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Abstract:Mean-field Langevin dynamics (MLFD) is a class of interacting particle methods that tackle convex optimization over probability measures on a manifold, which are scalable, versatile, and enjoy computational guarantees. However, some important problems -- such as risk minimization for infinite width two-layer neural networks, or sparse deconvolution -- are originally defined over the set of signed, rather than probability, measures. In this paper, we investigate how to extend the MFLD framework to convex optimization problems over signed measures. Among two known reductions from signed to probability measures -- the lifting and the bilevel approaches -- we show that the bilevel reduction leads to stronger guarantees and faster rates (at the price of a higher per-iteration complexity). In particular, we investigate the convergence rate of MFLD applied to the bilevel reduction in the low-noise regime and obtain two results. First, this dynamics is amenable to an annealing schedule, adapted from Suzuki et al. (2023), that results in improved convergence rates to a fixed multiplicative accuracy. Second, we investigate the problem of learning a single neuron with the bilevel approach and obtain local exponential convergence rates that depend polynomially on the dimension and noise level (to compare with the exponential dependence that would result from prior analyses).

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Abstract:We study the convergence to local Nash equilibria of gradient methods for two-player zero-sum differentiable games. It is well-known that such dynamics converge locally when $S \succ 0$ and may diverge when $S=0$, where $S\succeq 0$ is the symmetric part of the Jacobian at equilibrium that accounts for the "potential" component of the game. We show that these dynamics also converge as soon as $S$ is nonzero (partial curvature) and the eigenvectors of the antisymmetric part $A$ are in general position with respect to the kernel of $S$. We then study the convergence rates when $S \ll A$ and prove that they typically depend on the average of the eigenvalues of $S$, instead of the minimum as an analogy with minimization problems would suggest. To illustrate our results, we consider the problem of computing mixed Nash equilibria of continuous games. We show that, thanks to partial curvature, conic particle methods -- which optimize over both weights and supports of the mixed strategies -- generically converge faster than fixed-support methods. For min-max games, it is thus beneficial to add degrees of freedom "with curvature": this can be interpreted as yet another benefit of over-parameterization.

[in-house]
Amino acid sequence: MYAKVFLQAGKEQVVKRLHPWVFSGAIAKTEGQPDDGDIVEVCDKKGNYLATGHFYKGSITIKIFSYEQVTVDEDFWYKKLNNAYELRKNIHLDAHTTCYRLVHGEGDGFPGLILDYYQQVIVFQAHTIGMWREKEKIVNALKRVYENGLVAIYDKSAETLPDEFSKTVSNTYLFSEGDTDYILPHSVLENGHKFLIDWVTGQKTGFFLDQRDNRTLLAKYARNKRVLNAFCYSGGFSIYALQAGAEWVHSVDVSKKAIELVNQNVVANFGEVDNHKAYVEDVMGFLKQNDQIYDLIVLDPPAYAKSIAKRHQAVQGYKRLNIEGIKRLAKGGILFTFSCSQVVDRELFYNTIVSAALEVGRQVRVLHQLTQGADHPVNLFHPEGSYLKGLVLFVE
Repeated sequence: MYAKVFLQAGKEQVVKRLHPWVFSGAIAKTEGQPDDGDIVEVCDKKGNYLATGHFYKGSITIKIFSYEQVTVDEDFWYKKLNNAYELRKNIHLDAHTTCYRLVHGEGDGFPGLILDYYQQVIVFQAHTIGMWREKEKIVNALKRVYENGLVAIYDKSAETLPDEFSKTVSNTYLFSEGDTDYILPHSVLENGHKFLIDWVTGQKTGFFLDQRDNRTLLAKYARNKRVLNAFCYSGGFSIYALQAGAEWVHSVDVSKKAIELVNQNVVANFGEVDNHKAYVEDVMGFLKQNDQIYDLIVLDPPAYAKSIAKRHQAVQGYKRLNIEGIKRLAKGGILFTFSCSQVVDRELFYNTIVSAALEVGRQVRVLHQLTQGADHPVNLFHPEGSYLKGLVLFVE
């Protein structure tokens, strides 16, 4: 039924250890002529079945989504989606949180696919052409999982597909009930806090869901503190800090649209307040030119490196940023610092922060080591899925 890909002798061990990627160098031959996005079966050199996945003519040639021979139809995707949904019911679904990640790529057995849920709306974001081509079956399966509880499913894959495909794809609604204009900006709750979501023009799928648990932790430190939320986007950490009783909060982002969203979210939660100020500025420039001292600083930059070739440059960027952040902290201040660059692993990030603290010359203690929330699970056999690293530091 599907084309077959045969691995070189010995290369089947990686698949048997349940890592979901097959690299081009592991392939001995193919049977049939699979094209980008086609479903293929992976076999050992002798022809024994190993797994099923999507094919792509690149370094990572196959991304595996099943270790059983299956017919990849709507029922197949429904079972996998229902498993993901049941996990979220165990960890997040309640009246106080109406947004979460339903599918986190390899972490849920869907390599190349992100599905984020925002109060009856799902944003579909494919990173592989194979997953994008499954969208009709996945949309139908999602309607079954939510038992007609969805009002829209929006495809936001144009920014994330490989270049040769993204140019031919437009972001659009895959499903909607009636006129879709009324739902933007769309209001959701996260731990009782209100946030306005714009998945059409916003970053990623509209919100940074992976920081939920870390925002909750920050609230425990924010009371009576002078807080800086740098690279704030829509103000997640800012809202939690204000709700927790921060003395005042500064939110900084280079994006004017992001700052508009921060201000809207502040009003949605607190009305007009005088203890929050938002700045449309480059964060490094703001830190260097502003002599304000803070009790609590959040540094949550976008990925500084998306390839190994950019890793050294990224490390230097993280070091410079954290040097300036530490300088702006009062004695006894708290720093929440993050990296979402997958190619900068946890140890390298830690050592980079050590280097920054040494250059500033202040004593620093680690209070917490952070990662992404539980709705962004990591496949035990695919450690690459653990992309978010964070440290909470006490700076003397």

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Abstract:We consider the problem of computing mixed Nash equilibria of two-player zero-sum games with continuous sets of pure strategies and with first-order access to the payoff function. This problem arises for example in game-theory-inspired machine learning applications, such as distributionally-robust learning. In those applications, the strategy sets are high-dimensional and thus methods based on discretisation cannot tractably return high-accuracy solutions. In this paper, we introduce and analyze a particle-based method that enjoys guaranteed local convergence for this problem. This method consists in parametrizing the mixed strategies as atomic measures and applying proximal point updates to both the atoms' weights and positions. It can be interpreted as a time-implicit discretization of the "interacting" Wasserstein-Fisher-Rao gradient flow. We prove that, under non-degeneracy assumptions, this method converges at an exponential rate to the exact mixed Nash equilibrium from any initialization satisfying a natural notion of closeness to optimality. We illustrate our results with numerical experiments and discuss applications to max-margin and distributionally-robust classification using two-layer neural networks, where our method has a natural interpretation as a simultaneous training of the network's weights and of the adversarial distribution.

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Abstract:We provide matching upper and lower bounds of order $\sigma^2/\log(d/n)$ for the prediction error of the minimum $\ell_1$-norm interpolator, a.k.a. basis pursuit. Our result is tight up to negligible terms when $d \gg n$, and is the first to imply asymptotic consistency of noisy minimum-norm interpolation for isotropic features and sparse ground truths. Our work complements the literature on "benign overfitting" for minimum $\ell_2$-norm interpolation, where asymptotic consistency can be achieved only when the features are effectively low-dimensional.

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